Hunt of a Lifetime Helps Ill and Disabled Kids With Outdoor Dreams

The year was 1998 and Tina Pattison of Erie County, Pennsylvania, was on a mission to coordinate a moose hunt for her terminally ill stepson Matthew. As he lay sick in bed, she talked with him about what things he wanted to do. When his answer was to hunt moose with his father, Pattison felt a weight in her stomach. She knew how costly a trip like that would be, but she was determined to make it happen for him.

The clock was ticking and funds were tight. She had contacted several wish-granting organizations only to be turned away. Signs pointed to the denials coming about because of the nature of the wish. A hunting trip just wasn't something most non-profits were willing to coordinate. Pattison picked up the phone and began calling outfitter after outfitter. Hope was waning and her list was getting short when Pattison finally made the connections that put Matthew's moose hunt into motion.

Pattison received a call from Clayton Grosso, an outfitter in Nordegg, a tiny village in Alberta, Canada. Grosso's wife Hilda had lost her right arm to cancer several years before, so their family understood how devastating terminal illness can be. They were deeply touched by Matthew's story and felt that they must do everything in their power to provide him with a hunt. Their entire town pulled together to provide Matthew with the hunt of his dreams, and he was able to harvest a huge bull moose.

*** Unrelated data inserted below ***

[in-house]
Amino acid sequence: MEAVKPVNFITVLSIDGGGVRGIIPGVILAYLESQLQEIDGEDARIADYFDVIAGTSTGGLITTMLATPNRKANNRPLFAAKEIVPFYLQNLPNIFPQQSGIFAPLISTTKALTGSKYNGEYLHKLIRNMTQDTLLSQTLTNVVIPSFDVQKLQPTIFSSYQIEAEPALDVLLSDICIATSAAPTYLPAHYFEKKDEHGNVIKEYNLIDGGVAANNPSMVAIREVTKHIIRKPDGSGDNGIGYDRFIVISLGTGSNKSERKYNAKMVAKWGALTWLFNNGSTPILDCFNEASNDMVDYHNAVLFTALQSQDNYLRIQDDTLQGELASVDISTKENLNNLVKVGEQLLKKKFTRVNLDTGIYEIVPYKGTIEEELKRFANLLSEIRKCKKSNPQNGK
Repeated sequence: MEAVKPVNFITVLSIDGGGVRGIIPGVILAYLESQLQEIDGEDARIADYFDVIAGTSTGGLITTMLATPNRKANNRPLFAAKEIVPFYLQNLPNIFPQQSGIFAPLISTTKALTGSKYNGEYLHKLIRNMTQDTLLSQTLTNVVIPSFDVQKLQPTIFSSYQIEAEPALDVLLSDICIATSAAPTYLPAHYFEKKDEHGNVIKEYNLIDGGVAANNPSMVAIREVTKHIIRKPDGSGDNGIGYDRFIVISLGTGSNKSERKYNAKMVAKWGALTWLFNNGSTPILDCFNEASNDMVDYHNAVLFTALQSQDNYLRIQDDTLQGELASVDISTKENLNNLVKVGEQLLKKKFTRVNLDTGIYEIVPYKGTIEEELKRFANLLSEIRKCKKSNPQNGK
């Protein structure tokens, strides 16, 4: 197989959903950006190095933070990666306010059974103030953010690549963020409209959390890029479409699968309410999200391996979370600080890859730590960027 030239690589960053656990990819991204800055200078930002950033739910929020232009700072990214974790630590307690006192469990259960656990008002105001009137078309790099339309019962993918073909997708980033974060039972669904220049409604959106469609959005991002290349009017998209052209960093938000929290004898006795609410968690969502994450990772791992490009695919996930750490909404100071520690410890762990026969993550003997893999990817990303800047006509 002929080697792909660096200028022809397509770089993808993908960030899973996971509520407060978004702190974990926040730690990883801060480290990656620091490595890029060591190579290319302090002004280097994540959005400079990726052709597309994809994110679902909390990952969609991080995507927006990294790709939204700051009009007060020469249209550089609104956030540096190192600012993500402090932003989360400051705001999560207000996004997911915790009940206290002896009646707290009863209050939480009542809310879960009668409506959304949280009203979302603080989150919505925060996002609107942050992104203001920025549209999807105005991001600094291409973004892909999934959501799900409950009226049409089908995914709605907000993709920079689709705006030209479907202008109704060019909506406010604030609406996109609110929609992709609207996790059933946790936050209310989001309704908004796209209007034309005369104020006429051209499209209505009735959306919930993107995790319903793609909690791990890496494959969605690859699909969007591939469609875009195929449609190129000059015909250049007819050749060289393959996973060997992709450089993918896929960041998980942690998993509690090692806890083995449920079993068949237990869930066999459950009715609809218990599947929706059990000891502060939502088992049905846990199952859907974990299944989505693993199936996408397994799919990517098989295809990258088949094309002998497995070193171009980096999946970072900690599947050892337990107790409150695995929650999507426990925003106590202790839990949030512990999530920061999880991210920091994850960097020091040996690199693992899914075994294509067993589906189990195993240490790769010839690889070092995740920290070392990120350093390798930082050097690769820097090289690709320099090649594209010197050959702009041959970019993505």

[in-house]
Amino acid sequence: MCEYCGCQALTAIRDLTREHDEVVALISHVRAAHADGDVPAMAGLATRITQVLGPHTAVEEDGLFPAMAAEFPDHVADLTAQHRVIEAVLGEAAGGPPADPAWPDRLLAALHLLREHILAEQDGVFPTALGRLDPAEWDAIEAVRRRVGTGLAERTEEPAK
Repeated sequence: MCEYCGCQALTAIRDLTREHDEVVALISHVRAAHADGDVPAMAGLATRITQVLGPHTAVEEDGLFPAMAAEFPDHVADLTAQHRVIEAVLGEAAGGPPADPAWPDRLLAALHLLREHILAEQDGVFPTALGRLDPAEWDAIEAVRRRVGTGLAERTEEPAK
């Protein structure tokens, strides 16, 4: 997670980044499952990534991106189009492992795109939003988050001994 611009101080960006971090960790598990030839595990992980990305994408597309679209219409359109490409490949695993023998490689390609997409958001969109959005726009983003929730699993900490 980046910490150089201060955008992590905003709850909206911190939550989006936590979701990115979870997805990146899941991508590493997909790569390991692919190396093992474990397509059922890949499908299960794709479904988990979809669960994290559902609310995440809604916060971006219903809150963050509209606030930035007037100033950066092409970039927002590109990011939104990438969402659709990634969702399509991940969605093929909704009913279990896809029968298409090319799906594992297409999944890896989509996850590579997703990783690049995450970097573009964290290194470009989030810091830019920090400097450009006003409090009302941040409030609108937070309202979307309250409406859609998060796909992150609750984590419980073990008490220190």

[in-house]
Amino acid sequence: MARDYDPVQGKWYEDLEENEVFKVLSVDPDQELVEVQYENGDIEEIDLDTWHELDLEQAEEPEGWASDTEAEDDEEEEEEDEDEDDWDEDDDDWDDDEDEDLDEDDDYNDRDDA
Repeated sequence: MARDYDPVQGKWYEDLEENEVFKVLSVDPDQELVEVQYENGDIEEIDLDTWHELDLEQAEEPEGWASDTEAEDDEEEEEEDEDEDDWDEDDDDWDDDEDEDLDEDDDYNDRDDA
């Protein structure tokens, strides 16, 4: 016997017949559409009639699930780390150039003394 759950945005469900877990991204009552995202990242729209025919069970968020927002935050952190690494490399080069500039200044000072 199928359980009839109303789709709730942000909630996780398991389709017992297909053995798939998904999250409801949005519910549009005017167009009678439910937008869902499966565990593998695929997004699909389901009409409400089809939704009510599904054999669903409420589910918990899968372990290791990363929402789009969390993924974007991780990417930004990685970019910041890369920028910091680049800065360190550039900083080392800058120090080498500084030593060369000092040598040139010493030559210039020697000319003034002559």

Matthew passed away about six months after his hunt of a lifetime, in 1999 at the age of 19. Shortly after, Pattison founded Hunt of a Lifetime to offer other sick kids the same opportunity.

What started in Pennsylvania has now helped families all across the United States. As of 2022, Hunt Of A Lifetime has helped nearly 2,000 youth achieve those dream hunts and trips. Hunt of a Lifetime works with a network of volunteers and outfitters across the country to coordinate all the logistics. There is no cost to the families and Hunt of a Lifetime never turns down and youth that have been diagnosed with life threatening illnesses or life threatening disabilities. Most years they average between 55 and 57 excursions, but Pattison has a goal to provide 100 per year, she told Go Erie.

Raising funds to sustain and grow Hunt of a Lifetime is a big job. The organization has volunteers across the country holding raffles, golf outings, and 3D archery shoots to help raise money to cover the costs associated with a dream trip. They also have support from larger organizations such as the National Rifle Association, New York Conservation Officer's Association, Barnett Crossbows, Pheasants Unlimited and Whitetails Unlimited and fraternal and civic organizations.

For corporate sponsors, there are sponsorship opportunities in varying tiers, ranging from $5,000 to $50,000.

Hunt of a Lifetime is always seeking volunteers. Those interested in either volunteering or simply more information can contact the organization via email [email protected] or visit the website.